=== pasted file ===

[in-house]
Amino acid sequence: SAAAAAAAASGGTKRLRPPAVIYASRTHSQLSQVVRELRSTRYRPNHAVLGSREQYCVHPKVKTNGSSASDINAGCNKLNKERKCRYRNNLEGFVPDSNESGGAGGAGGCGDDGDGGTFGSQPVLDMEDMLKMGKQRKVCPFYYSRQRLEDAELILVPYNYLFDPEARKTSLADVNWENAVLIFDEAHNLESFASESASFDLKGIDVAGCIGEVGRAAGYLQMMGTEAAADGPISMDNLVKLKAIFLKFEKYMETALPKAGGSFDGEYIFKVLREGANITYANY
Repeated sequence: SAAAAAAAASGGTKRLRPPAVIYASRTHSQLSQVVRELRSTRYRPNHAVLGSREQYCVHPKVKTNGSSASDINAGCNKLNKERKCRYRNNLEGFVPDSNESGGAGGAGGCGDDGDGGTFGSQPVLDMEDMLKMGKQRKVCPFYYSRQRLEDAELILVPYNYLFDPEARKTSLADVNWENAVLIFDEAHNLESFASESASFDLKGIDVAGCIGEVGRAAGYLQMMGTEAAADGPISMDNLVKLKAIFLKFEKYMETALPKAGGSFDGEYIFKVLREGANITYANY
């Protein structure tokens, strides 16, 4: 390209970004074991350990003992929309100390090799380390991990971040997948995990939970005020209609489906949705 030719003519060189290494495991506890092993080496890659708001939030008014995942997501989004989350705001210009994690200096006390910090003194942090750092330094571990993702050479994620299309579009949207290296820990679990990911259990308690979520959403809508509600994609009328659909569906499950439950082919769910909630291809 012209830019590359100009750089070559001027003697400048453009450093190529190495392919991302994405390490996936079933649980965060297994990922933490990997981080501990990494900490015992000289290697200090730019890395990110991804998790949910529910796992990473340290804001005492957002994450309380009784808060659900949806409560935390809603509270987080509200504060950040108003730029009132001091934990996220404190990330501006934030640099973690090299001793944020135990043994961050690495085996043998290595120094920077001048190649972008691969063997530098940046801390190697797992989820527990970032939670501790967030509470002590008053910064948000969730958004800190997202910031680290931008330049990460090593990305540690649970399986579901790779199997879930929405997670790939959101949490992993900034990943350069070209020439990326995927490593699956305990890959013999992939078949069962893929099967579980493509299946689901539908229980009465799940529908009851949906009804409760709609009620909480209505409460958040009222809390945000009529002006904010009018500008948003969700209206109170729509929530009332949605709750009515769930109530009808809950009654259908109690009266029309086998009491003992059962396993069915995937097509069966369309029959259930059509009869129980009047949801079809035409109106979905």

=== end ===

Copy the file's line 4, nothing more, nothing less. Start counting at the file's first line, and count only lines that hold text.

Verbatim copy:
């Protein structure tokens, strides 16, 4: 390209970004074991350990003992929309100390090799380390991990971040997948995990939970005020209609489906949705 030719003519060189290494495991506890092993080496890659708001939030008014995942997501989004989350705001210009994690200096006390910090003194942090750092330094571990993702050479994620299309579009949207290296820990679990990911259990308690979520959403809508509600994609009328659909569906499950439950082919769910909630291809 012209830019590359100009750089070559001027003697400048453009450093190529190495392919991302994405390490996936079933649980965060297994990922933490990997981080501990990494900490015992000289290697200090730019890395990110991804998790949910529910796992990473340290804001005492957002994450309380009784808060659900949806409560935390809603509270987080509200504060950040108003730029009132001091934990996220404190990330501006934030640099973690090299001793944020135990043994961050690495085996043998290595120094920077001048190649972008691969063997530098940046801390190697797992989820527990970032939670501790967030509470002590008053910064948000969730958004800190997202910031680290931008330049990460090593990305540690649970399986579901790779199997879930929405997670790939959101949490992993900034990943350069070209020439990326995927490593699956305990890959013999992939078949069962893929099967579980493509299946689901539908229980009465799940529908009851949906009804409760709609009620909480209505409460958040009222809390945000009529002006904010009018500008948003969700209206109170729509929530009332949605709750009515769930109530009808809950009654259908109690009266029309086998009491003992059962396993069915995937097509069966369309029959259930059509009869129980009047949801079809035409109106979905």